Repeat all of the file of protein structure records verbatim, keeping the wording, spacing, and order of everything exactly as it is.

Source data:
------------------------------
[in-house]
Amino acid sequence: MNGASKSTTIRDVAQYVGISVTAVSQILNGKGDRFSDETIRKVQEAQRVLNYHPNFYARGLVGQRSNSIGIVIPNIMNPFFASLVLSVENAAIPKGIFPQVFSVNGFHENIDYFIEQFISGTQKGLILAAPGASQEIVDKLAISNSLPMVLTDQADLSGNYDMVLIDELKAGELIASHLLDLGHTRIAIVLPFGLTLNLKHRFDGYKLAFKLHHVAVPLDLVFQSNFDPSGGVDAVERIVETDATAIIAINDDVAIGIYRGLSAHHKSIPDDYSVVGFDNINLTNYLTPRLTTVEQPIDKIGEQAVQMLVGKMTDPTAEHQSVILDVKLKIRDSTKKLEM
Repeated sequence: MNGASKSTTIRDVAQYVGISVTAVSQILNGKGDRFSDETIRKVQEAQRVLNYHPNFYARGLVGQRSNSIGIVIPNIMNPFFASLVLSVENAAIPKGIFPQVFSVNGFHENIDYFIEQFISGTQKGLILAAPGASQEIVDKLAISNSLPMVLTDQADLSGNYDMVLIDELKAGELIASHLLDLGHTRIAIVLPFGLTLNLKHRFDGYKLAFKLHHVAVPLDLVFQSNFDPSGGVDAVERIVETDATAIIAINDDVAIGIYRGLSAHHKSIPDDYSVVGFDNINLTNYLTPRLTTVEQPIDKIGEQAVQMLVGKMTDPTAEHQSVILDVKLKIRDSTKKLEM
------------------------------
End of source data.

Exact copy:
[in-house]
Amino acid sequence: MNGASKSTTIRDVAQYVGISVTAVSQILNGKGDRFSDETIRKVQEAQRVLNYHPNFYARGLVGQRSNSIGIVIPNIMNPFFASLVLSVENAAIPKGIFPQVFSVNGFHENIDYFIEQFISGTQKGLILAAPGASQEIVDKLAISNSLPMVLTDQADLSGNYDMVLIDELKAGELIASHLLDLGHTRIAIVLPFGLTLNLKHRFDGYKLAFKLHHVAVPLDLVFQSNFDPSGGVDAVERIVETDATAIIAINDDVAIGIYRGLSAHHKSIPDDYSVVGFDNINLTNYLTPRLTTVEQPIDKIGEQAVQMLVGKMTDPTAEHQSVILDVKLKIRDSTKKLEM
Repeated sequence: MNGASKSTTIRDVAQYVGISVTAVSQILNGKGDRFSDETIRKVQEAQRVLNYHPNFYARGLVGQRSNSIGIVIPNIMNPFFASLVLSVENAAIPKGIFPQVFSVNGFHENIDYFIEQFISGTQKGLILAAPGASQEIVDKLAISNSLPMVLTDQADLSGNYDMVLIDELKAGELIASHLLDLGHTRIAIVLPFGLTLNLKHRFDGYKLAFKLHHVAVPLDLVFQSNFDPSGGVDAVERIVETDATAIIAINDDVAIGIYRGLSAHHKSIPDDYSVVGFDNINLTNYLTPRLTTVEQPIDKIGEQAVQMLVGKMTDPTAEHQSVILDVKLKIRDSTKKLEM